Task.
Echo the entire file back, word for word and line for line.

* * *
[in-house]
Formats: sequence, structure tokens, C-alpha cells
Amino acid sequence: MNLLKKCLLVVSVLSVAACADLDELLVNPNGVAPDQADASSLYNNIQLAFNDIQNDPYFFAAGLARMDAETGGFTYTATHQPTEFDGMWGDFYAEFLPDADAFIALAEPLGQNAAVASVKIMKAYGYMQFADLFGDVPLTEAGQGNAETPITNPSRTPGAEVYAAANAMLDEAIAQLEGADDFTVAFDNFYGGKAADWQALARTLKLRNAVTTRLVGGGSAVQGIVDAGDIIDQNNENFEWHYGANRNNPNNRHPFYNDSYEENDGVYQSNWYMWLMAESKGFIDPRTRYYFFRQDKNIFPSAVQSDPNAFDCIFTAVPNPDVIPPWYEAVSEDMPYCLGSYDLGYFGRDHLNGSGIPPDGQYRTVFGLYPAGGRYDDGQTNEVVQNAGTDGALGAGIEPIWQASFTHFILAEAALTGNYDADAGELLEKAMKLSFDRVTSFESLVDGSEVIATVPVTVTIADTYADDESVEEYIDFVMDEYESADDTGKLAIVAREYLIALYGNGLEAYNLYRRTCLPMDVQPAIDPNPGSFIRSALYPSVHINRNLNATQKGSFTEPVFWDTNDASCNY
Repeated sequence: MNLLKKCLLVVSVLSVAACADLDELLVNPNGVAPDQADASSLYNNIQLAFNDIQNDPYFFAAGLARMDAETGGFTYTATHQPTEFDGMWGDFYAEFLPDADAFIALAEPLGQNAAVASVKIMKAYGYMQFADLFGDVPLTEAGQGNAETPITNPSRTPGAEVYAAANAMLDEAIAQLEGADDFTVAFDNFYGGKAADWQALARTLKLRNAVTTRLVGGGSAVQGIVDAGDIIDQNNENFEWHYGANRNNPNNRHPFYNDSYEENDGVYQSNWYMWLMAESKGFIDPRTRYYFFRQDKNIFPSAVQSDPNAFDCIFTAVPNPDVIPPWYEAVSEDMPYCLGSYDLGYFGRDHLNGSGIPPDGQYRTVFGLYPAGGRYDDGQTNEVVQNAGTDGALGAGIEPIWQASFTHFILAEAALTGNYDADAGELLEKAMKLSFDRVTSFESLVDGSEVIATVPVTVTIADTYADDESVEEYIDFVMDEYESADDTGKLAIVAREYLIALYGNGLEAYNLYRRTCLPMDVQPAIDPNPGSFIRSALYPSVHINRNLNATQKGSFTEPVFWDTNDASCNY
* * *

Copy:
[in-house]
Formats: sequence, structure tokens, C-alpha cells
Amino acid sequence: MNLLKKCLLVVSVLSVAACADLDELLVNPNGVAPDQADASSLYNNIQLAFNDIQNDPYFFAAGLARMDAETGGFTYTATHQPTEFDGMWGDFYAEFLPDADAFIALAEPLGQNAAVASVKIMKAYGYMQFADLFGDVPLTEAGQGNAETPITNPSRTPGAEVYAAANAMLDEAIAQLEGADDFTVAFDNFYGGKAADWQALARTLKLRNAVTTRLVGGGSAVQGIVDAGDIIDQNNENFEWHYGANRNNPNNRHPFYNDSYEENDGVYQSNWYMWLMAESKGFIDPRTRYYFFRQDKNIFPSAVQSDPNAFDCIFTAVPNPDVIPPWYEAVSEDMPYCLGSYDLGYFGRDHLNGSGIPPDGQYRTVFGLYPAGGRYDDGQTNEVVQNAGTDGALGAGIEPIWQASFTHFILAEAALTGNYDADAGELLEKAMKLSFDRVTSFESLVDGSEVIATVPVTVTIADTYADDESVEEYIDFVMDEYESADDTGKLAIVAREYLIALYGNGLEAYNLYRRTCLPMDVQPAIDPNPGSFIRSALYPSVHINRNLNATQKGSFTEPVFWDTNDASCNY
Repeated sequence: MNLLKKCLLVVSVLSVAACADLDELLVNPNGVAPDQADASSLYNNIQLAFNDIQNDPYFFAAGLARMDAETGGFTYTATHQPTEFDGMWGDFYAEFLPDADAFIALAEPLGQNAAVASVKIMKAYGYMQFADLFGDVPLTEAGQGNAETPITNPSRTPGAEVYAAANAMLDEAIAQLEGADDFTVAFDNFYGGKAADWQALARTLKLRNAVTTRLVGGGSAVQGIVDAGDIIDQNNENFEWHYGANRNNPNNRHPFYNDSYEENDGVYQSNWYMWLMAESKGFIDPRTRYYFFRQDKNIFPSAVQSDPNAFDCIFTAVPNPDVIPPWYEAVSEDMPYCLGSYDLGYFGRDHLNGSGIPPDGQYRTVFGLYPAGGRYDDGQTNEVVQNAGTDGALGAGIEPIWQASFTHFILAEAALTGNYDADAGELLEKAMKLSFDRVTSFESLVDGSEVIATVPVTVTIADTYADDESVEEYIDFVMDEYESADDTGKLAIVAREYLIALYGNGLEAYNLYRRTCLPMDVQPAIDPNPGSFIRSALYPSVHINRNLNATQKGSFTEPVFWDTNDASCNY